Monday, April 7, 2008

The Pot That Calls...

the kettle black! Today I saw a post in a public forum about someone violating someone's copyright by buying their product and then making one that's exactly the same, then putting it up for sale. Certainly that's a rotten thing to do. But then again, there's only so many ways to dangle a bead from an earwire, so I wonder if such an arrangement of mass-produced jewelry supplies would even qualify for that kind of protection.

Getting back to the person making the complaint -- this person sells jewelry made from photos of contemporary political and cultural icons, photos which are clearly taken from online and print sources. The person's avatar is made from a classic painting which is now in public domain, it's true. But unless the person took a photo of this painting him or herself, it's likely that he or she has violated the copyright of the person who actually took a photo of this painting.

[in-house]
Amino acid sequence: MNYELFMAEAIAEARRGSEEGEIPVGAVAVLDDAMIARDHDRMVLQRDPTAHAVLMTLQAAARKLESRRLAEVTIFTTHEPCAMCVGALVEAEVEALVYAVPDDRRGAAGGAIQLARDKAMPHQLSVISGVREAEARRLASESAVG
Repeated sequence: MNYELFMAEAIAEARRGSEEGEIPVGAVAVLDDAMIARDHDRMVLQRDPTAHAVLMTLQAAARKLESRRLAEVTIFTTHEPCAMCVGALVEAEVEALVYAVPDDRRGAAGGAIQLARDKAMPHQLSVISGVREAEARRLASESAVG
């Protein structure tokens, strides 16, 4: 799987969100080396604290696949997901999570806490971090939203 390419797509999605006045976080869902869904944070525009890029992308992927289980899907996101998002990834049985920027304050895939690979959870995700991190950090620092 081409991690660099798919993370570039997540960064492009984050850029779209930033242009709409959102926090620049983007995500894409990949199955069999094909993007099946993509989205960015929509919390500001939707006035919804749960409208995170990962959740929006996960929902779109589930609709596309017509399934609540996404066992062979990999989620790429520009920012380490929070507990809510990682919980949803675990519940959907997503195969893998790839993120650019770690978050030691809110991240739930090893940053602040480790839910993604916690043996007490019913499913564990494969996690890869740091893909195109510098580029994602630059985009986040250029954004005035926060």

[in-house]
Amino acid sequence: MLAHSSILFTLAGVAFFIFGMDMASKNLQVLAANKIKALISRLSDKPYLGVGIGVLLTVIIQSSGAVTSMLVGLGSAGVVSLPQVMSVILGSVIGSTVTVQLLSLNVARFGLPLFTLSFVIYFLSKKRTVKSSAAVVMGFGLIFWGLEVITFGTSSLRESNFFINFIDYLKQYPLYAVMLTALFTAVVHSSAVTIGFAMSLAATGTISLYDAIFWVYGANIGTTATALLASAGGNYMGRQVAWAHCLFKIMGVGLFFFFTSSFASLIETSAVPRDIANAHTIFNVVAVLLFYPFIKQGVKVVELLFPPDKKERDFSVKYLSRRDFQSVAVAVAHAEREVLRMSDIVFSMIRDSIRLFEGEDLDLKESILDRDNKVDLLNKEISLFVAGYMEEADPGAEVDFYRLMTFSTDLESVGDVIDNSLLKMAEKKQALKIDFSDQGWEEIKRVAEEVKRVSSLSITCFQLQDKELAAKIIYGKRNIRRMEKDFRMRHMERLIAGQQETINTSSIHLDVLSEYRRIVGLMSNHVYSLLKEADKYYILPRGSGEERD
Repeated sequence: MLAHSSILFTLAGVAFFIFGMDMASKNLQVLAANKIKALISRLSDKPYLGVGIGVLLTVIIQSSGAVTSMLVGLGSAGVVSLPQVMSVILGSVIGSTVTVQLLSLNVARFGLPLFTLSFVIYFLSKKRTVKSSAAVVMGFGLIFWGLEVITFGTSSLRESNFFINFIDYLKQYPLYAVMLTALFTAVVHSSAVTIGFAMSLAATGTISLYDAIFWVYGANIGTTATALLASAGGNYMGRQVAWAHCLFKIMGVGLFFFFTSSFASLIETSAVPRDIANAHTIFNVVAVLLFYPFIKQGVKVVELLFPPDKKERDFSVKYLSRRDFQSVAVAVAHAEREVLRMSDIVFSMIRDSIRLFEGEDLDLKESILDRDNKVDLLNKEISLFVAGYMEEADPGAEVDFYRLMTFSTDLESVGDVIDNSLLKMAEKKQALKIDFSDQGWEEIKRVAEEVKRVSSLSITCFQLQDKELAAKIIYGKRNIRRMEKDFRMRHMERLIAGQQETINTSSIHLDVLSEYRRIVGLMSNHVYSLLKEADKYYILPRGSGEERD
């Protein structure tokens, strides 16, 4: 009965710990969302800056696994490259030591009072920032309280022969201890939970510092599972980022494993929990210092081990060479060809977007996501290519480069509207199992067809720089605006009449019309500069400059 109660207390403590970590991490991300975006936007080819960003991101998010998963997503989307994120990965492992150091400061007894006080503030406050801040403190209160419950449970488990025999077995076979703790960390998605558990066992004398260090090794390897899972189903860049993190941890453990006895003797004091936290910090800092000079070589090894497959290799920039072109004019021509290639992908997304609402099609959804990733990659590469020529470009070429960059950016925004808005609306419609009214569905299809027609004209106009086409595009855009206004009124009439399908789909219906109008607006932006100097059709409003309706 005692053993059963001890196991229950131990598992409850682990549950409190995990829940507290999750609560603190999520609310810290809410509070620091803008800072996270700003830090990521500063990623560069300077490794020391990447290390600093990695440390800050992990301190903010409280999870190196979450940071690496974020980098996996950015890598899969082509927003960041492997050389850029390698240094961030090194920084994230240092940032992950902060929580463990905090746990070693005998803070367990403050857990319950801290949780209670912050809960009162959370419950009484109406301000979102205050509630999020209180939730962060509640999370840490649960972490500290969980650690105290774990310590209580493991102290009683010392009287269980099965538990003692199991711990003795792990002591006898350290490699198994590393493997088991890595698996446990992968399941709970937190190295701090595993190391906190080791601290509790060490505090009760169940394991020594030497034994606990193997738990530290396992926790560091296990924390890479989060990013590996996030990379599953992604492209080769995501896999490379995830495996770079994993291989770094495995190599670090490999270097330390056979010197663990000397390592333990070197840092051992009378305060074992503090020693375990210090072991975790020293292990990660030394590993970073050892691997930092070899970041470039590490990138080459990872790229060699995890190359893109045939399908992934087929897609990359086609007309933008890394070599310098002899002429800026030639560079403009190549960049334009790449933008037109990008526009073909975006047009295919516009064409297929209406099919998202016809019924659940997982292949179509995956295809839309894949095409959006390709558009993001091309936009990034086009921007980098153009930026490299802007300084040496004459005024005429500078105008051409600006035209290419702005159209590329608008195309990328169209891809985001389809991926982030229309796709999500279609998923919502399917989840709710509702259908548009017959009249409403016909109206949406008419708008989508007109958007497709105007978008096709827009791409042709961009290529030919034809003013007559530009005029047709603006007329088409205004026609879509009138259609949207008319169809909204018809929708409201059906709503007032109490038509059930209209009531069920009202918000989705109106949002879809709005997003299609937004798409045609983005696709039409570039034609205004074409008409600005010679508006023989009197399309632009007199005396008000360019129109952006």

I've seen this kind of outrage about "copying" and "violation of copyright" every day online for close to 15 years now. Depressingly often it is the people who scream the loudest about their rights and threaten lawsuits who take others' work and think if they "change" it by some magical percentage, then it's OK. So taking a Newsweek photo of say, Barack Obama, laminating it and dangling a "Hope" doodad from it and selling it for close to $50 is OK. Never mind the rights of the person who owns copyright of the photo.

OK, so maybe this person got permission from the Newsweek (or whatever) photographer to use their hard work to make a few bucks to sell a bracelet. Somehow, I doubt it. I do love me a good dose of irony.

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